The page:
Viet on the other hand seems annoyed with the beggar girl and sends her on her way. Viet has experienced a desensitization in a sense because experiencing this is nothing new to him. He was An’s age when the city fell and he has seen the effects of war throughout the years that An missed by coming to America. Viet is unaffected by the poverty and feels in no way that he owes these beggars anything. Viet himself is a victim of war because he has experienced hardships, but not to the extreme of the beggars. An on the other hand is deeply affected and runs after the beggar girl to give all the money he had. Even he is confused by these emotions and actions and grieves for what his life could’ve been if they had not escaped all those years ago. This experience in Saigon causes many emotions to surface in An and forces him to face the immense grief that he has been harboring. It also forces him to face the possibility that what he is searching for may not be found in Vietnam.

By Andrea

Saving Face with Alcohol

"I suspect I will remember my days in Saigon through an alcoholic haze" (82).

Why does Andrew drink so much during his time in Vietnam? On page 84, this is partially explained by his almost distant, anthropological observation of his own cousins (and himself): "That is how Vietnamese men bond. We only talk when we drink" (84). It is also a gendered activity, as indicated by the fact that the women of the family leave the men alone and are not invited to join, even though they are the ones serving the beer and cleaning up after the men. There is the unspoken implication that alcohol is how the Vietnamese men cope with their troubled lives in the lingering aftermath of the war. Perhaps Andrew himself would not be able to handle all of the emotions and vivid memories all at once, if he were to stay in the country he was exiled from, completely sober. Because the alcoholism in the family is so customary and given a "manly" face, when Andrew finally breaks down emotionally, his family tries to help him maintain a sense of dignity by denying his that his tears are actually from weeping (109).

By Hannah

Tuesday, May 28, 2013

Money Makes the World Go Round


An has quite a lengthy interlude with a ‘persimon-faced’  beggar girl while in Saigon. He identifies her as having a remarkable resemblance to a girl he was once intimate with and gives her the contents of his pockets. He goes so far as to say, “I was her. She, me. She was Trieu. Could be my sister Chi. Could be my own daughter. Random. My world- her world” (107). It seems odd that such a peculiar happenstance such as a run-in with a random beggar girl would bring An to such a profound notion of his own narrow escape of such an existence.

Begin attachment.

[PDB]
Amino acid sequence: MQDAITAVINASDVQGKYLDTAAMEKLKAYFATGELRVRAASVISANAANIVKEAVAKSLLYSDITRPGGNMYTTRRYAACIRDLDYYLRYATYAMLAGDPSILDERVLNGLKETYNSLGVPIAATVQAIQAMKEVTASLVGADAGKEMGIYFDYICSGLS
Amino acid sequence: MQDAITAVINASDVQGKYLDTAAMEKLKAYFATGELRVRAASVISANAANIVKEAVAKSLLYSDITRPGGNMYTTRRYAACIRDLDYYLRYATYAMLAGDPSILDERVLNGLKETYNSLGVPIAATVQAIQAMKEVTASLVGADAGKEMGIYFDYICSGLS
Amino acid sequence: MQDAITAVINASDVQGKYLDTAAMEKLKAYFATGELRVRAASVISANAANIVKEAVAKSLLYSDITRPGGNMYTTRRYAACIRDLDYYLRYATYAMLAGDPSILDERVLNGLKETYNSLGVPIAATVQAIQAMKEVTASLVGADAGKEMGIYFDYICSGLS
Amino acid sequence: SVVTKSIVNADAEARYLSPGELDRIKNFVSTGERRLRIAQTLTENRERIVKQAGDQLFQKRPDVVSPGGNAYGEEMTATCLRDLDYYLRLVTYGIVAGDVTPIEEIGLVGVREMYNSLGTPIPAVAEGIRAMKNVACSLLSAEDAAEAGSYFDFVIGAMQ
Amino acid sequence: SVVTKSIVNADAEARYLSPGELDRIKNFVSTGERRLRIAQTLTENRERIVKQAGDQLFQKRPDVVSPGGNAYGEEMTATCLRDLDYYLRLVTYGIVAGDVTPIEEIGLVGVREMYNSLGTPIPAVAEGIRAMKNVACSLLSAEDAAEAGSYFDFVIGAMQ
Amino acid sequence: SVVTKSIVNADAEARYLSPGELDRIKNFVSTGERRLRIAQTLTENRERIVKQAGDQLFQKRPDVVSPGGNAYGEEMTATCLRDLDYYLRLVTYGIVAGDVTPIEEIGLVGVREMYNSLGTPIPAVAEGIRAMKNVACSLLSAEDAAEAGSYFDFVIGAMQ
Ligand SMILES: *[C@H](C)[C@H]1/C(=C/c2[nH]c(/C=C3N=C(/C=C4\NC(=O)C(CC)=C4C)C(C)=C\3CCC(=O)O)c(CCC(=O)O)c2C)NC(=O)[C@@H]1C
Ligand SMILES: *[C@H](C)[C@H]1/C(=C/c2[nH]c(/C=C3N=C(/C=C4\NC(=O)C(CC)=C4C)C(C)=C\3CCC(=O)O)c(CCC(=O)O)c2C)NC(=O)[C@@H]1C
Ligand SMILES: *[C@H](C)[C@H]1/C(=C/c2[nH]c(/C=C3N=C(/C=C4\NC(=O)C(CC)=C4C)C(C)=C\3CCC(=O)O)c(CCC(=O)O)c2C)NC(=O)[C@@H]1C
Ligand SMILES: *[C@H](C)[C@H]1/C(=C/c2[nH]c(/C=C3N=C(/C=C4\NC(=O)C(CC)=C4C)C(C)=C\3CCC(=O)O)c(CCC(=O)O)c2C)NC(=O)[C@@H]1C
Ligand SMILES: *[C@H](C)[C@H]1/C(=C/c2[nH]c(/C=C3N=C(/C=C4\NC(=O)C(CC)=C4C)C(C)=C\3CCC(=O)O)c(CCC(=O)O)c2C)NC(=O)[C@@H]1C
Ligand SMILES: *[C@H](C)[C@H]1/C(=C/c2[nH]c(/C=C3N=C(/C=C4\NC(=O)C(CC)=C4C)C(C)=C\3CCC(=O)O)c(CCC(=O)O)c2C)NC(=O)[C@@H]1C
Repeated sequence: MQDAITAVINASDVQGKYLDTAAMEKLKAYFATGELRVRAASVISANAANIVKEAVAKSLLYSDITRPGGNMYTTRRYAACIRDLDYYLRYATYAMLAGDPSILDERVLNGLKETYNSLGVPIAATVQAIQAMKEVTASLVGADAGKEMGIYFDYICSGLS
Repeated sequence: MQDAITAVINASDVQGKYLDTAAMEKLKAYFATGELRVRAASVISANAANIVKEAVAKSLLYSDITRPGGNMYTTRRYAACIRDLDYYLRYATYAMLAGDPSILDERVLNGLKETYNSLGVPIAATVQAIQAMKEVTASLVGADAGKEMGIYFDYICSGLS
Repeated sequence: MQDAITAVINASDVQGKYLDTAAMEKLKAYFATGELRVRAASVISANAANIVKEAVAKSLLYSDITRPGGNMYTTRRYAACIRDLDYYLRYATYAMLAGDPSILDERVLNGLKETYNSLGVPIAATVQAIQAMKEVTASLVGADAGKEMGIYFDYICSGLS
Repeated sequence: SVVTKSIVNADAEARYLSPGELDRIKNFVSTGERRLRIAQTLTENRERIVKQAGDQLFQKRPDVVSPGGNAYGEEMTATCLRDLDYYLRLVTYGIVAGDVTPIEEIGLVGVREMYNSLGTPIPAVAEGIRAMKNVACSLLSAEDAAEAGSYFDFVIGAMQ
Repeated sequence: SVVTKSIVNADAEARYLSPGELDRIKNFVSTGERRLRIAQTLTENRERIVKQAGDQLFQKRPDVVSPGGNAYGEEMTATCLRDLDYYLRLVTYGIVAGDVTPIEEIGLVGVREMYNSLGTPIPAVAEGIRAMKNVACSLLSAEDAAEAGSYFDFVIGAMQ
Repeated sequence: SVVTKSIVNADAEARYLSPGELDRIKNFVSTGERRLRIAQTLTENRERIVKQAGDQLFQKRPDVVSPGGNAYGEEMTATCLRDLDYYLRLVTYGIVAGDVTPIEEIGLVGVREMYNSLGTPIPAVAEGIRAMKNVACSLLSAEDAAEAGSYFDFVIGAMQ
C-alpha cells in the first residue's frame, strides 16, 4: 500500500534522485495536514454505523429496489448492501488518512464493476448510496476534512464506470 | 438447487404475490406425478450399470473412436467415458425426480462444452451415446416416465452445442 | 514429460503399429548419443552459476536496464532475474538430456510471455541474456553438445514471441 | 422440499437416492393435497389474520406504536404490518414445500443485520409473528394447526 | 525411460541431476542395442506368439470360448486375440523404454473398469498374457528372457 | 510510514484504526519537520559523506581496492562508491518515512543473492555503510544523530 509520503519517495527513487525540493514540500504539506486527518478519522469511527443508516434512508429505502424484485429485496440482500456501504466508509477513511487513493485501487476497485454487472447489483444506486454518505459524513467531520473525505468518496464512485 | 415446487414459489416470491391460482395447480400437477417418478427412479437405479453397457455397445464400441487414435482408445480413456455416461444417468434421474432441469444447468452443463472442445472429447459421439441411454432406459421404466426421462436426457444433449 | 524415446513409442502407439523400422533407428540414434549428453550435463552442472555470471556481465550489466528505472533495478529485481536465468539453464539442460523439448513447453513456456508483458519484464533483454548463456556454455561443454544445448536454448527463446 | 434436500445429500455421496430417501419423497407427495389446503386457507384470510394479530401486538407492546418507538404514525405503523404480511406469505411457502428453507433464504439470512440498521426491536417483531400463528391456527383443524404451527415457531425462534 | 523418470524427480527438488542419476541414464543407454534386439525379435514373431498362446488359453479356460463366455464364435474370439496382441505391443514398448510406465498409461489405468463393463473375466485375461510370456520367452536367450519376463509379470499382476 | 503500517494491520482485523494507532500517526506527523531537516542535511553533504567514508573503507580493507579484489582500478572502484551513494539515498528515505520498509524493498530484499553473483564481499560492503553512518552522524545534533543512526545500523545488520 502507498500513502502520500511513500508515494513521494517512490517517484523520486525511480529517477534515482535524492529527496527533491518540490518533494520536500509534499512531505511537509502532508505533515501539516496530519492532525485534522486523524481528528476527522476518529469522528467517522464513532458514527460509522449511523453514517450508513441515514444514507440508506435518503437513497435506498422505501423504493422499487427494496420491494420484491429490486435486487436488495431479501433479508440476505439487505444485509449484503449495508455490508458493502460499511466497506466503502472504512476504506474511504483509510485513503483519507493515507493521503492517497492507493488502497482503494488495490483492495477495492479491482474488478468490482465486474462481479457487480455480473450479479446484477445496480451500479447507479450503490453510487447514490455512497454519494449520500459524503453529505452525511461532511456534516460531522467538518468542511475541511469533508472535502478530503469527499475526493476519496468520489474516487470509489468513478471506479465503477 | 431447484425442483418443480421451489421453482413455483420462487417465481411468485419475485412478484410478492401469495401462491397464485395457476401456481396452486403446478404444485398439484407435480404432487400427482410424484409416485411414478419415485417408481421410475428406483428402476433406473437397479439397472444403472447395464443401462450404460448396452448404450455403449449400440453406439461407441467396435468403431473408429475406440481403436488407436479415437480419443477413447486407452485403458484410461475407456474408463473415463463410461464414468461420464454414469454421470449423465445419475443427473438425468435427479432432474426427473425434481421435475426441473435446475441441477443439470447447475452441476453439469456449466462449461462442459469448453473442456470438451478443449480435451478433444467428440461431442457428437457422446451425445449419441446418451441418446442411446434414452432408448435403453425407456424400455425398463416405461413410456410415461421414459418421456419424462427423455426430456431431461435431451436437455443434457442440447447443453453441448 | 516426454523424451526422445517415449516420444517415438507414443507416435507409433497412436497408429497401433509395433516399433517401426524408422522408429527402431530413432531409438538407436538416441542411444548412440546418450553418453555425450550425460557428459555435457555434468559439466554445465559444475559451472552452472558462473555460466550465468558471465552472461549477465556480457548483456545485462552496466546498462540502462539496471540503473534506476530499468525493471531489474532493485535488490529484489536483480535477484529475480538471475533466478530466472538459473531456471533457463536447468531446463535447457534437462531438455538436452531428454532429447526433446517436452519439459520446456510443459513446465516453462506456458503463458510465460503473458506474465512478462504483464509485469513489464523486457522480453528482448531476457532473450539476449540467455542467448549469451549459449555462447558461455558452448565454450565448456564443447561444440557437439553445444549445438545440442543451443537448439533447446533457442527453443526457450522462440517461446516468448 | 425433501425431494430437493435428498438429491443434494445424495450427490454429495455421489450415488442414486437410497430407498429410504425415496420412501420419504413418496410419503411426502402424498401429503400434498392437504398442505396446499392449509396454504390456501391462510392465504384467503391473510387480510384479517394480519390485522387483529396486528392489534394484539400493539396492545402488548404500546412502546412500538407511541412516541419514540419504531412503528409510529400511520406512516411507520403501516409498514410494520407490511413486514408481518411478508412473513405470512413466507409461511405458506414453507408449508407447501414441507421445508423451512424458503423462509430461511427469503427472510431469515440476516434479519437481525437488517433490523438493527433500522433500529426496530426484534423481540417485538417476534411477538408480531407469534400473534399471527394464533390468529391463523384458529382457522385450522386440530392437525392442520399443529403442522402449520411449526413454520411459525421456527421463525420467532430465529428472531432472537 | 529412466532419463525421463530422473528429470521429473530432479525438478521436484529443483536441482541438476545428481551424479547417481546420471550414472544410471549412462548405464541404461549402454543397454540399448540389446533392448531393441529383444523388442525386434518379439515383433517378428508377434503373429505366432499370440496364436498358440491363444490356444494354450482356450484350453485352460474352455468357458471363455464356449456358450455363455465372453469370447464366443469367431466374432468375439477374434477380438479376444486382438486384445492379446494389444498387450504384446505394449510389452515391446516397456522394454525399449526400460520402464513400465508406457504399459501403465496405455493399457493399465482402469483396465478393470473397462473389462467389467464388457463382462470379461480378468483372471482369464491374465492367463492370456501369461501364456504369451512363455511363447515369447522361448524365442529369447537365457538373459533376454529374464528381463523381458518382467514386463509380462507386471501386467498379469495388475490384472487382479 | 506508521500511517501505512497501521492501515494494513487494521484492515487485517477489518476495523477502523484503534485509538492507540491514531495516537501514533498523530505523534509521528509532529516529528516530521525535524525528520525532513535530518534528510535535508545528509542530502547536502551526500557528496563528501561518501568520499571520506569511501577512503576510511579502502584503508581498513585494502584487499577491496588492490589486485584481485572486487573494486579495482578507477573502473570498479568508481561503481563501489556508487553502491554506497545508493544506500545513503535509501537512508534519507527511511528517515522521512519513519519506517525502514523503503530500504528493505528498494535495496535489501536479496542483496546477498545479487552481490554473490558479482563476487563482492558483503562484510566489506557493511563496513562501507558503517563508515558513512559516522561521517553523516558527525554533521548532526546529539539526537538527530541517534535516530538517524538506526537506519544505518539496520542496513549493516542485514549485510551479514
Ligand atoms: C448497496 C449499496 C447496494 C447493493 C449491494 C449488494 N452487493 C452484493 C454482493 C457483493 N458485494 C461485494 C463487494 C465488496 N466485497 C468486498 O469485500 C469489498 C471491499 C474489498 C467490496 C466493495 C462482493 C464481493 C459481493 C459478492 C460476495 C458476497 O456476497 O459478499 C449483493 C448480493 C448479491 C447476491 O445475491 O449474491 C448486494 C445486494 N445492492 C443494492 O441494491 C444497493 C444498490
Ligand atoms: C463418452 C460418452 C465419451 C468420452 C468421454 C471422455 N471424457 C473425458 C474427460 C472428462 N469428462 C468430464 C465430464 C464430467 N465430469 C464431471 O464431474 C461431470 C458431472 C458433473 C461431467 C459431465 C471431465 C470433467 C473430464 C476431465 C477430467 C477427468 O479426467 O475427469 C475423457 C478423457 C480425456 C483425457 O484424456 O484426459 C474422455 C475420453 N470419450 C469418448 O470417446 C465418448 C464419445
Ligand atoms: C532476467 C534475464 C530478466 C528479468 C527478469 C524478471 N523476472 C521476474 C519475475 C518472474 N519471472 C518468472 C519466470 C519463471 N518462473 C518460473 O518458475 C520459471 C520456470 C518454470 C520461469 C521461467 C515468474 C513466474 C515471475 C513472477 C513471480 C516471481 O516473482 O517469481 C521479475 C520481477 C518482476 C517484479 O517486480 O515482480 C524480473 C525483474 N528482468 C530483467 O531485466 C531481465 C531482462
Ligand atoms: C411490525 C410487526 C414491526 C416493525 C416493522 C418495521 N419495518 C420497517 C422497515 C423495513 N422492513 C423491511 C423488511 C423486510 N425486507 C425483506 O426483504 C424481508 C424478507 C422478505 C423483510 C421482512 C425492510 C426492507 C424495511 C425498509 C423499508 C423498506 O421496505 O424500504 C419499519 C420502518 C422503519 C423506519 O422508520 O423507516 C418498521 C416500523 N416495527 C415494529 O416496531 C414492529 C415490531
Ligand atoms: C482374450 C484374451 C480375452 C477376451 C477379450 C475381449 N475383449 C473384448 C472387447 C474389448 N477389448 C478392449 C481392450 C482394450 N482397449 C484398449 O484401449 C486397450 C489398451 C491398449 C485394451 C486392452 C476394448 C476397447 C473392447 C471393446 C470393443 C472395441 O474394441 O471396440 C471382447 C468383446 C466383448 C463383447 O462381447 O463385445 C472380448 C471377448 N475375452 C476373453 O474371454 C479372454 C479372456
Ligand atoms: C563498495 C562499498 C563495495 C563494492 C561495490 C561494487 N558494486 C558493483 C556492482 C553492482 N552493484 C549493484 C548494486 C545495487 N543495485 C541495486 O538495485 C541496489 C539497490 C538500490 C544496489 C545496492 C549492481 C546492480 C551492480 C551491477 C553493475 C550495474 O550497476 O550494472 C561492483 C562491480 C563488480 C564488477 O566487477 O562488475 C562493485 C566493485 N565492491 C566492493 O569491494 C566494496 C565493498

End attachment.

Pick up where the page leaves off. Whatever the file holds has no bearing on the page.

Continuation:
He goes on to present the solution as his parents money separating him from the destitution of Southern Vietnam and while that may have been a contributing factor, it hardly seems to be the solution as a whole. His cousin Hung makes money enough to drink himself into a stupor but still lives in relative squalor. He may be better off than the Trieu-look-a-like beggar girl, but really gives the impression of living a variation of the desolate life of South Vietnam.

It almost seems indelicate for An to compare his life (or what his life could’ve been) with that of the beggar child who has lived the nightmare he only thinks of on a whim of a daydream. He constantly makes reference to ‘westerners’, implying that he isn’t one, but doesn’t the distinction between their lives (the beggar girl and An’s) distinguish him as a westerner? He escaped her fate by finding refuge in the west; does that distance him from his fellow Vietnamese or is it irrelevant how he has lived since leaving?

By Kelsey

Monday, May 27, 2013

Humility and Shame

Catfish and Mandala presents humility and submission as one of the defining traits of the Vietnamese community in the U.S. Andrew is evidently ashamed of this humility; he despises the fact that he has to be submissive to conform to his culture. Subsequently, he rebels and quits his job, takes on a journey, just so he won’t feel so “Asian.” Later in the memoir, he describes many behaviors that aren’t full of humility, but rather rowdy, embarrassing, and somewhat uncivilized. For instance, when Andrew was on the plane he mentioned that he wanted to sink in his seat, so he wouldn’t be associated with the people of his own culture.

 Andrew’s shame results from the Vietnamese tradition of submission and humility towards westerners but not among themselves. This eagerness to please and blind submission shame Andrew because they make him feel like a second class citizen and like he is inferior to Americans. Moreover, Andrew’s insistence on holding on to his American identity doesn’t only originate from his frustration from the ignorant terms that insensible people in the west use to identify his race such as “orientals”, but rather it originates from his own shame towards his own culture. He is imprisoned by his family expectations of him; their disappointment in Andrew is reflected on Andrew’s self-loathing, and lack of self-worth. Eventually, Andrew’s dissatisfaction with himself and his family transformed into a strong sense of refusal, and shame towards his heritage --(according to Andrew) a heritage that once took his sister’s life away, made his parents suffer, and forced his two gay brothers to live in secrecy. 

By Christina